In response to warnings this week from Turkey that it will take all necessary measures to protect its interests in the Aegean and the Eastern Mediterranean from supposed unilateral Greek actions, Athens described Ankara as a “violator” of international law.
“The delimitation of Greece’s exclusive economic zone, in its totality, shall be determined on the basis of international law and certainly not by taking into account nonexistent and arbitrary theories adopted by Turkey, a violator of international law,” the Greek Foreign Ministry said in a statement Thursday.
“We call upon our neighbor Turkey to act with due seriousness and commitment to the principles of international law and the Charter of the United Nations,” it added.
Turkey issued its warnings to Greece via the country’s Defense Minister Hulusi Akar in the wake of comments made last week by former foreign minister Nikos Kotzias, who claimed Greece was ready to extend its western maritime borders from 6 to 12 nautical miles.
Ankara resumed the rhetoric Thursday, with Akar urging Greece to uphold international treaties and to move ahead with the demilitarization of the eastern Aegean islands.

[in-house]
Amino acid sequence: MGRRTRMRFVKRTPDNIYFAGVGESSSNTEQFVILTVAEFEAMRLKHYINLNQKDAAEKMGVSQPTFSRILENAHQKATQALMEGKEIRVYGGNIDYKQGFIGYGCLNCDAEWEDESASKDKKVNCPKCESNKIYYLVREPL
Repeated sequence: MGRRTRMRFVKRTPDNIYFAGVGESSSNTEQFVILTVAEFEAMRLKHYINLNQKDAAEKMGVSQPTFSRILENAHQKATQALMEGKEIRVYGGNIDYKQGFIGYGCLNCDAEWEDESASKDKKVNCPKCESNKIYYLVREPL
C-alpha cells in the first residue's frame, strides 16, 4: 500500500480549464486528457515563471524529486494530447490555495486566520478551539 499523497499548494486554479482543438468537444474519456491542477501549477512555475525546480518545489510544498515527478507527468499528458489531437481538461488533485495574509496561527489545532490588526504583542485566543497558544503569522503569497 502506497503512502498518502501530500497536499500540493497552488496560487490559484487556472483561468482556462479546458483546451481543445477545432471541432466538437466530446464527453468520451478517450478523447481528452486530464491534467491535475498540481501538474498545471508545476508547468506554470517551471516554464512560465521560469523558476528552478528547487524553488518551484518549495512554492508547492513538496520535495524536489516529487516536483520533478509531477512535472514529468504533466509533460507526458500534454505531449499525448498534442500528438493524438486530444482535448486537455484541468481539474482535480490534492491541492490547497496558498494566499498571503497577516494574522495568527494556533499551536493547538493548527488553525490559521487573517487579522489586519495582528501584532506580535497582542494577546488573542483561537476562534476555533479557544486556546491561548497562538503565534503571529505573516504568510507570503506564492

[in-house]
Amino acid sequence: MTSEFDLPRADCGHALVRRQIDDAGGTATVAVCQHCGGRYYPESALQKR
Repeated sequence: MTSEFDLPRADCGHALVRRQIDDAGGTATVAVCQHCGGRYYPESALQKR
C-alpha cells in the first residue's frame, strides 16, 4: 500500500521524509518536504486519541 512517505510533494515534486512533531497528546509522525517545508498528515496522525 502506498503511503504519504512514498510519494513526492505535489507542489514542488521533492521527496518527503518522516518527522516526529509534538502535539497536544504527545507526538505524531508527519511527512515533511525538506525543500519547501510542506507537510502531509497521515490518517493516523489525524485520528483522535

Referring to the issue of demilitarization, the Foreign Ministry in Athens said, “The well-known positions of Greece stem exclusively from international law and the UN Charter and leave no room for doubt.”
It added that Greece will not be “drawn into an exchange in aggressive rhetoric.”
Akar said this week that Turkey has maps and photographic material which, in its view, show that Greece’s actions in the Aegean – sometimes with the backing of European and other Western powers – go against the interests of Turkey. The Turkish official called on Greece to desist from “provocations” and to respect international law.
Commenting on the Turkish assertions, Alternate Defense Minister Panagiotis Rigas said that Greece is pursuing a low-key policy in order to keep lines of communication between the two countries open.